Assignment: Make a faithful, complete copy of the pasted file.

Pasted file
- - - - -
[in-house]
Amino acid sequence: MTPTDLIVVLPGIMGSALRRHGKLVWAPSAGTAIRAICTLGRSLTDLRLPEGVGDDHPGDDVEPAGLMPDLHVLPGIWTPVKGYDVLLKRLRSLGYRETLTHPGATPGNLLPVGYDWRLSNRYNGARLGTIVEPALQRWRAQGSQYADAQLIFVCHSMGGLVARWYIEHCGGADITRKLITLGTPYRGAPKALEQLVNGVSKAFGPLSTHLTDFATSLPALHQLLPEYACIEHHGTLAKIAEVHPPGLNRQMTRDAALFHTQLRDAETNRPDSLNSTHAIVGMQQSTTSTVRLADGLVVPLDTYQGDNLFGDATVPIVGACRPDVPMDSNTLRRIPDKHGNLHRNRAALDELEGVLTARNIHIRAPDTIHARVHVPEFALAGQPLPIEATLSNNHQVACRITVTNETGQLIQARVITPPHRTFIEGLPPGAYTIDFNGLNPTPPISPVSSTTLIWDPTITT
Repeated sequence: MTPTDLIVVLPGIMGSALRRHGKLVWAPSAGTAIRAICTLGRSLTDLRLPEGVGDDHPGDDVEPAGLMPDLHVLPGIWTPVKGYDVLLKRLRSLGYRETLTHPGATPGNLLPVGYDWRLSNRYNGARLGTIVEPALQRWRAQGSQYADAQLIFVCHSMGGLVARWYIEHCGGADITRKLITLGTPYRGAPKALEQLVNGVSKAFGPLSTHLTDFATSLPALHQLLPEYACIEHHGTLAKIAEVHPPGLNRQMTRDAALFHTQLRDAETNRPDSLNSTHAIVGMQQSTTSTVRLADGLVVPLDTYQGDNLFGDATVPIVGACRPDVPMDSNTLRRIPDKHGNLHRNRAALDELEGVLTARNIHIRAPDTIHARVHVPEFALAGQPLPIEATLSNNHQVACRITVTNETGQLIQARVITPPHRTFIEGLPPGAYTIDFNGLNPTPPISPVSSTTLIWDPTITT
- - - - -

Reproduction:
[in-house]
Amino acid sequence: MTPTDLIVVLPGIMGSALRRHGKLVWAPSAGTAIRAICTLGRSLTDLRLPEGVGDDHPGDDVEPAGLMPDLHVLPGIWTPVKGYDVLLKRLRSLGYRETLTHPGATPGNLLPVGYDWRLSNRYNGARLGTIVEPALQRWRAQGSQYADAQLIFVCHSMGGLVARWYIEHCGGADITRKLITLGTPYRGAPKALEQLVNGVSKAFGPLSTHLTDFATSLPALHQLLPEYACIEHHGTLAKIAEVHPPGLNRQMTRDAALFHTQLRDAETNRPDSLNSTHAIVGMQQSTTSTVRLADGLVVPLDTYQGDNLFGDATVPIVGACRPDVPMDSNTLRRIPDKHGNLHRNRAALDELEGVLTARNIHIRAPDTIHARVHVPEFALAGQPLPIEATLSNNHQVACRITVTNETGQLIQARVITPPHRTFIEGLPPGAYTIDFNGLNPTPPISPVSSTTLIWDPTITT
Repeated sequence: MTPTDLIVVLPGIMGSALRRHGKLVWAPSAGTAIRAICTLGRSLTDLRLPEGVGDDHPGDDVEPAGLMPDLHVLPGIWTPVKGYDVLLKRLRSLGYRETLTHPGATPGNLLPVGYDWRLSNRYNGARLGTIVEPALQRWRAQGSQYADAQLIFVCHSMGGLVARWYIEHCGGADITRKLITLGTPYRGAPKALEQLVNGVSKAFGPLSTHLTDFATSLPALHQLLPEYACIEHHGTLAKIAEVHPPGLNRQMTRDAALFHTQLRDAETNRPDSLNSTHAIVGMQQSTTSTVRLADGLVVPLDTYQGDNLFGDATVPIVGACRPDVPMDSNTLRRIPDKHGNLHRNRAALDELEGVLTARNIHIRAPDTIHARVHVPEFALAGQPLPIEATLSNNHQVACRITVTNETGQLIQARVITPPHRTFIEGLPPGAYTIDFNGLNPTPPISPVSSTTLIWDPTITT